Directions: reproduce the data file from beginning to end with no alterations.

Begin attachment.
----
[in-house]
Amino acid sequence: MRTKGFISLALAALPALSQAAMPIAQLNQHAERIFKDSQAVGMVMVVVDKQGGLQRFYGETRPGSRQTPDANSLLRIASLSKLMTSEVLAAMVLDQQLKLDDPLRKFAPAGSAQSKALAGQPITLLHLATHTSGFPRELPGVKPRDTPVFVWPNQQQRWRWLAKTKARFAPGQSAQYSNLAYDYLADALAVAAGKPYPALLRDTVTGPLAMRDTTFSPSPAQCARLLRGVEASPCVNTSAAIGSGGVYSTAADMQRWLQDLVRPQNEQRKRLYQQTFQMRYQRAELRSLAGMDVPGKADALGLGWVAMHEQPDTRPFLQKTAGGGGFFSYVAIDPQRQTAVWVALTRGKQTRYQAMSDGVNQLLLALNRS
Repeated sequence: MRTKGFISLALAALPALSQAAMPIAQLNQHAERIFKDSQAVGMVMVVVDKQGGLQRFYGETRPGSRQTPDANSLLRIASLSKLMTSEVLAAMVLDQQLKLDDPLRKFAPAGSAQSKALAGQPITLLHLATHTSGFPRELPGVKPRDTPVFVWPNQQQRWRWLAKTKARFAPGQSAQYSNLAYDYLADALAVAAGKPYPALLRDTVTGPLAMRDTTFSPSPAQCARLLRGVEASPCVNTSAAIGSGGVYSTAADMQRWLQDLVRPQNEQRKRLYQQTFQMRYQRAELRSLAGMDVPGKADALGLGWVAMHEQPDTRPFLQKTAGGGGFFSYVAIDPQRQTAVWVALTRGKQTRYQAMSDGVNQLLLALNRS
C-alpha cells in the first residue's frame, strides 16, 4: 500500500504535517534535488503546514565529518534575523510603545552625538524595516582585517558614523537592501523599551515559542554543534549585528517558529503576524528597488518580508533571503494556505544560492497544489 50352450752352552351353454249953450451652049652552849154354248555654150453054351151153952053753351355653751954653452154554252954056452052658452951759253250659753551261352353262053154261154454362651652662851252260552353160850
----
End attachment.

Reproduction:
[in-house]
Amino acid sequence: MRTKGFISLALAALPALSQAAMPIAQLNQHAERIFKDSQAVGMVMVVVDKQGGLQRFYGETRPGSRQTPDANSLLRIASLSKLMTSEVLAAMVLDQQLKLDDPLRKFAPAGSAQSKALAGQPITLLHLATHTSGFPRELPGVKPRDTPVFVWPNQQQRWRWLAKTKARFAPGQSAQYSNLAYDYLADALAVAAGKPYPALLRDTVTGPLAMRDTTFSPSPAQCARLLRGVEASPCVNTSAAIGSGGVYSTAADMQRWLQDLVRPQNEQRKRLYQQTFQMRYQRAELRSLAGMDVPGKADALGLGWVAMHEQPDTRPFLQKTAGGGGFFSYVAIDPQRQTAVWVALTRGKQTRYQAMSDGVNQLLLALNRS
Repeated sequence: MRTKGFISLALAALPALSQAAMPIAQLNQHAERIFKDSQAVGMVMVVVDKQGGLQRFYGETRPGSRQTPDANSLLRIASLSKLMTSEVLAAMVLDQQLKLDDPLRKFAPAGSAQSKALAGQPITLLHLATHTSGFPRELPGVKPRDTPVFVWPNQQQRWRWLAKTKARFAPGQSAQYSNLAYDYLADALAVAAGKPYPALLRDTVTGPLAMRDTTFSPSPAQCARLLRGVEASPCVNTSAAIGSGGVYSTAADMQRWLQDLVRPQNEQRKRLYQQTFQMRYQRAELRSLAGMDVPGKADALGLGWVAMHEQPDTRPFLQKTAGGGGFFSYVAIDPQRQTAVWVALTRGKQTRYQAMSDGVNQLLLALNRS
C-alpha cells in the first residue's frame, strides 16, 4: 500500500504535517534535488503546514565529518534575523510603545552625538524595516582585517558614523537592501523599551515559542554543534549585528517558529503576524528597488518580508533571503494556505544560492497544489 50352450752352552351353454249953450451652049652552849154354248555654150453054351151153952053753351355653751954653452154554252954056452052658452951759253250659753551261352353262053154261154454362651652662851252260552353160850